Mystery shopping: Billion dollar industry keeps retailers in check

Broadcast: January 9, 2001 | Reporter: Jacquie Perrin; Producer: Richard Wright; Researcher: James Dunne

You might see them but you probably won't know they're there - if they're doing their job properly.

They're called mystery shoppers. And there are thousands of them across the country: people who shop for a living to make sure that your shopping experience is good enough to keep you coming back.

Everybody's had a bad experience trying to get the customer service they deserve: like checking into a hotel that has botched your reservation. You may have asked for a non-smoking room somewhere on the first few floors of the hotel. Instead, you've been booked into a smoker's room on an upper floor.

The hotel made a mistake, but the desk clerk doesn't seem to care. You want better service and so does hotel management.

"The guest who walks away unhappy and maybe doesn't tell us, is a guest we might lose and we really can't improve on our services if we don't know," says Ina Whitehead, director of rooms at Toronto's Westin Harbour Castle hotel.

Big hotel chains depend on mystery shoppers like David Lipton, to get a customer eye view. Lipton is president of SQM Inc. He once worked at a hotel front desk. Now his company does the mystery shopping for Westin Hotels.

Lipton scrutinizes a hotel from check in to check out. He looks for things like friendly and helpful staff, clean rooms, and good service.

The 'eyes' have it

"There's a real thrill to it, you know. It has all the aura of the undercover agent," says Joan Pajunen, president of Trend Seek International. "You get to do something you love which is to go out and shop. Imagine being paid to go out and shop."

Pajunen used to be a mystery shopper. Now she's a retail consultant.

"Good mystery shoppers have great eyes," Pajunen told Marketplace. "They're really curious and they see lots of little things that should be tweaked."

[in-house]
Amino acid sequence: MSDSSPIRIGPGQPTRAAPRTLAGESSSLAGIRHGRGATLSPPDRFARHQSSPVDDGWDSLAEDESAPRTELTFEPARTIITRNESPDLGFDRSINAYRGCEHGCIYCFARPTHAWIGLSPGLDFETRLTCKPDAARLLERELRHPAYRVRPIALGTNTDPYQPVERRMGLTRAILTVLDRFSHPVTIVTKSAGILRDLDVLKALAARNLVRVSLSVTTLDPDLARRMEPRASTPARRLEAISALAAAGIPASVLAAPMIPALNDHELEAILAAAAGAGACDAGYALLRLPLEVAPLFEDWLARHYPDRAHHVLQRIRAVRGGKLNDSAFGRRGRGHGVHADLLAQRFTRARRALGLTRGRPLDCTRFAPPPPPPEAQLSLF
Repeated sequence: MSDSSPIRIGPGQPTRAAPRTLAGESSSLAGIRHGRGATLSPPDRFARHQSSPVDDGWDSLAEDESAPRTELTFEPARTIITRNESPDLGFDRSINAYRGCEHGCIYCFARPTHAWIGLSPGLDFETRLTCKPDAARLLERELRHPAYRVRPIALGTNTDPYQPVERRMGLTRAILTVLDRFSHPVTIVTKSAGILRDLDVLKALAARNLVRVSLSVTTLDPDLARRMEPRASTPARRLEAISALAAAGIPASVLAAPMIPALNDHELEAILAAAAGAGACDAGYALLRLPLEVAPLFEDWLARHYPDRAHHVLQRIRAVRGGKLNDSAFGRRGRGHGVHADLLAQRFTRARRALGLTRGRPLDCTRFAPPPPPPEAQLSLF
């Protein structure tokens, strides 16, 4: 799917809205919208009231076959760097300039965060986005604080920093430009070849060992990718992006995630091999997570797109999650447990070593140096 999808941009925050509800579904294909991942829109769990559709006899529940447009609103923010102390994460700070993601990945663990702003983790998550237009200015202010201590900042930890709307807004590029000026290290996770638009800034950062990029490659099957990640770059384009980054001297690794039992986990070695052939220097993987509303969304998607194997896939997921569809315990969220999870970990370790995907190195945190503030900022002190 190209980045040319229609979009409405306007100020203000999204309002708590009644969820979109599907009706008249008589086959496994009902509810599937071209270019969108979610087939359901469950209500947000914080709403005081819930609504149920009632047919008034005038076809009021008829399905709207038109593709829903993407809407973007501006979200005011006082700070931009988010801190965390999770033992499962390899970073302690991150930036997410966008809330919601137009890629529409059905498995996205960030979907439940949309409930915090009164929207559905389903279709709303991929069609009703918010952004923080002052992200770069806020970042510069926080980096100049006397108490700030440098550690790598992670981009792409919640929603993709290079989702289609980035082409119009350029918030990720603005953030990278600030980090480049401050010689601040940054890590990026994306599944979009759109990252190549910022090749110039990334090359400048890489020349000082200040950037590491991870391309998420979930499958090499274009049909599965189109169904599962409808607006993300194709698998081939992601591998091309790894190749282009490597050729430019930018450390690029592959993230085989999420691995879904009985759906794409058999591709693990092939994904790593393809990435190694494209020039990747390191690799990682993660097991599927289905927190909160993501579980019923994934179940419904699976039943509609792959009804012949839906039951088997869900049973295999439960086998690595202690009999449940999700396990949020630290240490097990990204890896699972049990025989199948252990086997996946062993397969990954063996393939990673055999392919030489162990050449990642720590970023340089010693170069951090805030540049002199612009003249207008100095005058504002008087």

Pajunen says it costs a lot more to attract a new customer than to keep an old one, so retailers want to please. All successful retailers, she notes, use mystery shoppers.

A growing industry

Mystery shopping is a billion dollar industry in North America. In Canada, the A. C. Neilsen company is one of the biggest players, with 500 mystery shoppers in the field.

Fred Phillips is head of Store Observation Services for A. C. Nielsen. He says today's customer is driving that trend.

"I think there's a definite difference in the customers' approach to how they shop, and part of that is the maturing of the baby boom generation," Phillips says. "They have more disposable income and they want more service. They're not so price conscious, they're more service conscious nowadays."

We accompanied one of A. C. Nielson's top agents on a hidden camera shopping spree.

Dave has four years in the field. He asked us to conceal his identity. He took us to several locations, including a restaurant and a grocery store. Dave told us the two most common problems he finds are store employees' lack of interest and lack of knowledge.

"Some companies just aren't training their employees well enough to give them enough knowledge to give us what we're looking for when we're shopping," Dave explained.